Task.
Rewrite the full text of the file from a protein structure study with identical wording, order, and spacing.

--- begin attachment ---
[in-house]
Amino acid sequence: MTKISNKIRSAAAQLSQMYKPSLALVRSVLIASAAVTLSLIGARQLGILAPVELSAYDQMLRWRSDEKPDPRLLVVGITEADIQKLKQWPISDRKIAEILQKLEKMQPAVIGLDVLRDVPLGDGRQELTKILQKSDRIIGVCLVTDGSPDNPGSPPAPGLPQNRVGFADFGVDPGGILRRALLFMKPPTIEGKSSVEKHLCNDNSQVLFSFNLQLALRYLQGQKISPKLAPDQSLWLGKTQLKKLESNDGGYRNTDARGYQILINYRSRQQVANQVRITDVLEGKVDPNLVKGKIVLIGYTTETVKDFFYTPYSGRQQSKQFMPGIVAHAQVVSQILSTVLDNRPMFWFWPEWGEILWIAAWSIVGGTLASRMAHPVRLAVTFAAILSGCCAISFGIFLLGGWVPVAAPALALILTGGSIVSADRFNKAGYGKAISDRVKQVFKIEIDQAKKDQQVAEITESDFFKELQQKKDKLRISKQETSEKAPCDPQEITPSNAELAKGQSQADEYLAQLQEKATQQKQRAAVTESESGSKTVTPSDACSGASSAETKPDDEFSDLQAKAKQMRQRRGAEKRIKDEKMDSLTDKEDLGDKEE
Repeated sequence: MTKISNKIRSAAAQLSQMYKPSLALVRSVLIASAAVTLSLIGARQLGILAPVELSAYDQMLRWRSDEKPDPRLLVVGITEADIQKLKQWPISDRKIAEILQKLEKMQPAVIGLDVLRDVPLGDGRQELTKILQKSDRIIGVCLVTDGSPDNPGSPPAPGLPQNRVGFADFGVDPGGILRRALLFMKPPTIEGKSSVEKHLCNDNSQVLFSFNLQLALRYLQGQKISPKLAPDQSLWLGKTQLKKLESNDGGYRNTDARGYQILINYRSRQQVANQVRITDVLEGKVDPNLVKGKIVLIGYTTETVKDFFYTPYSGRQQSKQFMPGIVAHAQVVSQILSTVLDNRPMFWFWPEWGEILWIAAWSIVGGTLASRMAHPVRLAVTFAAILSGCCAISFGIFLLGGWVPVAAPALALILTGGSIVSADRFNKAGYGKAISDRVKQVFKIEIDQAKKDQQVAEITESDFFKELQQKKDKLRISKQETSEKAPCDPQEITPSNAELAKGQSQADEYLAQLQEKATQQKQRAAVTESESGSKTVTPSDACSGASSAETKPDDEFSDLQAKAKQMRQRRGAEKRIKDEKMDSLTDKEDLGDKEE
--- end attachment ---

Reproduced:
[in-house]
Amino acid sequence: MTKISNKIRSAAAQLSQMYKPSLALVRSVLIASAAVTLSLIGARQLGILAPVELSAYDQMLRWRSDEKPDPRLLVVGITEADIQKLKQWPISDRKIAEILQKLEKMQPAVIGLDVLRDVPLGDGRQELTKILQKSDRIIGVCLVTDGSPDNPGSPPAPGLPQNRVGFADFGVDPGGILRRALLFMKPPTIEGKSSVEKHLCNDNSQVLFSFNLQLALRYLQGQKISPKLAPDQSLWLGKTQLKKLESNDGGYRNTDARGYQILINYRSRQQVANQVRITDVLEGKVDPNLVKGKIVLIGYTTETVKDFFYTPYSGRQQSKQFMPGIVAHAQVVSQILSTVLDNRPMFWFWPEWGEILWIAAWSIVGGTLASRMAHPVRLAVTFAAILSGCCAISFGIFLLGGWVPVAAPALALILTGGSIVSADRFNKAGYGKAISDRVKQVFKIEIDQAKKDQQVAEITESDFFKELQQKKDKLRISKQETSEKAPCDPQEITPSNAELAKGQSQADEYLAQLQEKATQQKQRAAVTESESGSKTVTPSDACSGASSAETKPDDEFSDLQAKAKQMRQRRGAEKRIKDEKMDSLTDKEDLGDKEE
Repeated sequence: MTKISNKIRSAAAQLSQMYKPSLALVRSVLIASAAVTLSLIGARQLGILAPVELSAYDQMLRWRSDEKPDPRLLVVGITEADIQKLKQWPISDRKIAEILQKLEKMQPAVIGLDVLRDVPLGDGRQELTKILQKSDRIIGVCLVTDGSPDNPGSPPAPGLPQNRVGFADFGVDPGGILRRALLFMKPPTIEGKSSVEKHLCNDNSQVLFSFNLQLALRYLQGQKISPKLAPDQSLWLGKTQLKKLESNDGGYRNTDARGYQILINYRSRQQVANQVRITDVLEGKVDPNLVKGKIVLIGYTTETVKDFFYTPYSGRQQSKQFMPGIVAHAQVVSQILSTVLDNRPMFWFWPEWGEILWIAAWSIVGGTLASRMAHPVRLAVTFAAILSGCCAISFGIFLLGGWVPVAAPALALILTGGSIVSADRFNKAGYGKAISDRVKQVFKIEIDQAKKDQQVAEITESDFFKELQQKKDKLRISKQETSEKAPCDPQEITPSNAELAKGQSQADEYLAQLQEKATQQKQRAAVTESESGSKTVTPSDACSGASSAETKPDDEFSDLQAKAKQMRQRRGAEKRIKDEKMDSLTDKEDLGDKEE